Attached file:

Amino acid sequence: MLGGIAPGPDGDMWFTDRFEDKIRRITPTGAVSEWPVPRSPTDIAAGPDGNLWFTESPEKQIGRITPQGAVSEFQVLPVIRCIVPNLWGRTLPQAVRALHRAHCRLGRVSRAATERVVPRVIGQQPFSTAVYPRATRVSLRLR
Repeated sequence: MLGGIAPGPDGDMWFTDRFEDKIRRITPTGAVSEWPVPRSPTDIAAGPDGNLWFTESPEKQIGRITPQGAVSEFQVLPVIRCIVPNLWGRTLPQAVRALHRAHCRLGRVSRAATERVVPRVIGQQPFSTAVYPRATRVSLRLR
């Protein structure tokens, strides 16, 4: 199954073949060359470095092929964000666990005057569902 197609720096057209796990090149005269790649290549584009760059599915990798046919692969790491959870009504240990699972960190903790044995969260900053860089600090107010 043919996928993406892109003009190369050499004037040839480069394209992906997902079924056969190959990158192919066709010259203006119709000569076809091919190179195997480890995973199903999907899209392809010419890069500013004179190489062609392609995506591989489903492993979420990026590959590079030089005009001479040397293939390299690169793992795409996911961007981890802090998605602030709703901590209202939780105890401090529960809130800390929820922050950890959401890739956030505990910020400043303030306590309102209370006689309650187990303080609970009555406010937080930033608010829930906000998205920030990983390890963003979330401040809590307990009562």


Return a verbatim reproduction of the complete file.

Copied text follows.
Amino acid sequence: MLGGIAPGPDGDMWFTDRFEDKIRRITPTGAVSEWPVPRSPTDIAAGPDGNLWFTESPEKQIGRITPQGAVSEFQVLPVIRCIVPNLWGRTLPQAVRALHRAHCRLGRVSRAATERVVPRVIGQQPFSTAVYPRATRVSLRLR
Repeated sequence: MLGGIAPGPDGDMWFTDRFEDKIRRITPTGAVSEWPVPRSPTDIAAGPDGNLWFTESPEKQIGRITPQGAVSEFQVLPVIRCIVPNLWGRTLPQAVRALHRAHCRLGRVSRAATERVVPRVIGQQPFSTAVYPRATRVSLRLR
């Protein structure tokens, strides 16, 4: 199954073949060359470095092929964000666990005057569902 197609720096057209796990090149005269790649290549584009760059599915990798046919692969790491959870009504240990699972960190903790044995969260900053860089600090107010 043919996928993406892109003009190369050499004037040839480069394209992906997902079924056969190959990158192919066709010259203006119709000569076809091919190179195997480890995973199903999907899209392809010419890069500013004179190489062609392609995506591989489903492993979420990026590959590079030089005009001479040397293939390299690169793992795409996911961007981890802090998605602030709703901590209202939780105890401090529960809130800390929820922050950890959401890739956030505990910020400043303030306590309102209370006689309650187990303080609970009555406010937080930033608010829930906000998205920030990983390890963003979330401040809590307990009562």